Best Buy and the BICEP coalition, however, seem to be in favor of neither scenario — not so surprising given BICEP’s provenance. BICEP is the brainchild of Ceres, a environmental activist organization dedicated to co-opting business to the political left’s fight against capitalism and free enterprise. BICEP’s mission is to provide Congress and the public with the impression that U.S. business is demanding cap-and-trade and its corollary, renewable energy welfare programs.

For a company like Best Buy, BICEP is the old morally superior public relations ploy. Unlike, in their estimation, those they preach to, the BICEP companies care about the planet. In the end, BICEP’s precepts are simply bone-headed. Poor people can’t afford plasmas or (pay attention NIKE) $140 LeBron VIIs.

Steve Milloy publishes JunkScience.com and is the author of “Green Hell: How Environmentalists Plan to Control Your Life and What You Can Do to Stop Them” (Regnery 2009).

Daily Kos Editor Says Skeptics Should Commit Suicide

July 28, 2010

A Daily Kos contributing editor has suggested that “Steve Milloy and his buddies” commit suicide or be euthanized apparently for the crime of opposing global warming alarmism.

Amid a rant on his Examiner.com blog about skeptics “carpet-bomb[ing] newspaper editorial pages with climate change disinformation…], Steven Alexander, who writes for Daily Kos under the nom-de-plume “Darksyde,” wrote that,

… if only Milloy and his buddies could check into one of the [Soylent Corporation's] lovely medical suites for a short nature movie and a glass of wine…

The reference is to the assisted suicide scene in the 1973 movie Soylent Green, starring Charlton Heston.

The Clarity Digital Group, which owns Examiner.com, removed the offensive posting immediately upon notification.

Former Washington Post reporter David Weigel was recently fired from the paper for privately writing on the Journolist listserv that Matt Drudge should “… set himself on fire.”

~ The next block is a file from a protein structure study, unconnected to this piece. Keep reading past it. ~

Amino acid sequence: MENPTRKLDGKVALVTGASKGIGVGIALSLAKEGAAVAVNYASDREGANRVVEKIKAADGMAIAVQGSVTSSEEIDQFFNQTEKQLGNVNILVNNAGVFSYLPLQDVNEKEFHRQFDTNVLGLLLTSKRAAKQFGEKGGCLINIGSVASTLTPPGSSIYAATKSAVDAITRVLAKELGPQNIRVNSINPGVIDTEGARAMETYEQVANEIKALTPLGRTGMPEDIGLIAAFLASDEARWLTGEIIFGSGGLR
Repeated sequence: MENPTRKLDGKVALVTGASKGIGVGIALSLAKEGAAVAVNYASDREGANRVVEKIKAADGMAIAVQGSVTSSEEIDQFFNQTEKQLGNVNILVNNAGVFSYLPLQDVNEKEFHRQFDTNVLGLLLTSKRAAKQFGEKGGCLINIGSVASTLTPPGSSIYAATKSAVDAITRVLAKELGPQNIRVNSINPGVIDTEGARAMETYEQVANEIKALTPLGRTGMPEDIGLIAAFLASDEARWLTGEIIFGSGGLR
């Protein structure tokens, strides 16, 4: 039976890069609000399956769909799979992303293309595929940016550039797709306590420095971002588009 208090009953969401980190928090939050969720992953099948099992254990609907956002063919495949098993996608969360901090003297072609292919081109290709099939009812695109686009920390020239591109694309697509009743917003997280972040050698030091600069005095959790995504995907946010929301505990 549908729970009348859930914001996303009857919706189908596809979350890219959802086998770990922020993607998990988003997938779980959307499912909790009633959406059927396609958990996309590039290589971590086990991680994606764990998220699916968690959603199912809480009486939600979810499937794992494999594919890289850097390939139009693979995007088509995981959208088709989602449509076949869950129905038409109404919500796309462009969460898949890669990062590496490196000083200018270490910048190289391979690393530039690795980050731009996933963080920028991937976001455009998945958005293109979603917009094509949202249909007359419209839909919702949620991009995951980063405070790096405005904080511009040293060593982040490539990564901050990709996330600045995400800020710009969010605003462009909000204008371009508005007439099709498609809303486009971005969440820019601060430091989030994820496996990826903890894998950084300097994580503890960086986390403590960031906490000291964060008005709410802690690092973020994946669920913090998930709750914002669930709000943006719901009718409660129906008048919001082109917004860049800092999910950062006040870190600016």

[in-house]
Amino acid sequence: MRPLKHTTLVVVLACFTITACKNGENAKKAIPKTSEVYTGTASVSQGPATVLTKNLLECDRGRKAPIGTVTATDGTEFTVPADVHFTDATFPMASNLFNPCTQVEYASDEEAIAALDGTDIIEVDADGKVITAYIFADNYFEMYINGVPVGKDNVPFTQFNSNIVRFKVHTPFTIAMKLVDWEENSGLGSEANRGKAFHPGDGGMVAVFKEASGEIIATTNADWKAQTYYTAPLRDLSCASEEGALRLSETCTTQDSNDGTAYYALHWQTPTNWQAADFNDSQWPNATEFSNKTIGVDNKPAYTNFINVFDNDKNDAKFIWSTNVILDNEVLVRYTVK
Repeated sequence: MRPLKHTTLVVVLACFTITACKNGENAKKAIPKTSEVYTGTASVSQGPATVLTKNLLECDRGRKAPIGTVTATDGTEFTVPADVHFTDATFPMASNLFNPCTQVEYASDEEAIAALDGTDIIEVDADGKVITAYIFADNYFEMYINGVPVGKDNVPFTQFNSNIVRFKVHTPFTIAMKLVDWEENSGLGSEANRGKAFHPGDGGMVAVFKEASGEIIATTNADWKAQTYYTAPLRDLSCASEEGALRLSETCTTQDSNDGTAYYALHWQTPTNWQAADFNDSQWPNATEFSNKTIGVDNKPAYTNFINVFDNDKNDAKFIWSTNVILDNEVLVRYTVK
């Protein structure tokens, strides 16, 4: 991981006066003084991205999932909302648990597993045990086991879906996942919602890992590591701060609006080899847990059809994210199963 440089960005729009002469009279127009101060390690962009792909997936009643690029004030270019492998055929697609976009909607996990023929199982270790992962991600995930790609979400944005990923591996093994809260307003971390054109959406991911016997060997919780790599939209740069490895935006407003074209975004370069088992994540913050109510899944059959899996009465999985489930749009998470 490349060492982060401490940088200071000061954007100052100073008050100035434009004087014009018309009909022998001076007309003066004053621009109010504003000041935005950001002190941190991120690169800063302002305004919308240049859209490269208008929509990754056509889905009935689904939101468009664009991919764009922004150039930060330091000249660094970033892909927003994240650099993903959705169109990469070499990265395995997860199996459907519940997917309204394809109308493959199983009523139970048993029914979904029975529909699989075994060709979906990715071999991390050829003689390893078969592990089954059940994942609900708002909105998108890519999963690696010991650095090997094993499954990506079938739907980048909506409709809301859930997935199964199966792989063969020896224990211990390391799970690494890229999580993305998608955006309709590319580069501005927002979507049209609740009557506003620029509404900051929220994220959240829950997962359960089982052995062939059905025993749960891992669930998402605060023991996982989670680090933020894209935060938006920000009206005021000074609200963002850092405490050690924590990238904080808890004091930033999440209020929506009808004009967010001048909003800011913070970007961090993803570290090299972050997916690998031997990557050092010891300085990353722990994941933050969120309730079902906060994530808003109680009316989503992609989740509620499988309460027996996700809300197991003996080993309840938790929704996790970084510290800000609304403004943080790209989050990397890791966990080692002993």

Now Alexander has publicly wished a similar fate for climate skeptics.

If you wonder why the skeptics fight so vigorously against the greenshirts, the sort of intolerance exhibited by Alexander over a mere difference in opinion is one reason. God help us all, if they prevail.

Penn State’s Integrity Crisis

July 14, 2010

by Steve Milloy
July 14, 2010, The Daily Caller

Penn State University just exonerated Professor Michael Mann for wrongdoing related to Climategate. While that good news for Mann is no surprise, it came at a dear cost to Penn State – its integrity.

Soon after Climategate broke last November, Penn State convened an internal committee to investigate Mann, the primary author of the now-infamous and discredited “hockey stick” global warming graph.

Hopes for a bona fide investigation were dashed when the preliminary results were released in February. To the joy of climate alarmists, Penn State announced via press release that Mann was cleared of three of the four allegations against him (regarding falsification/suppression of data, deletion of e-mails/data and misuse of confidential information). But if one looks past the release and reads the committee’s report, it becomes obvious the fix was in.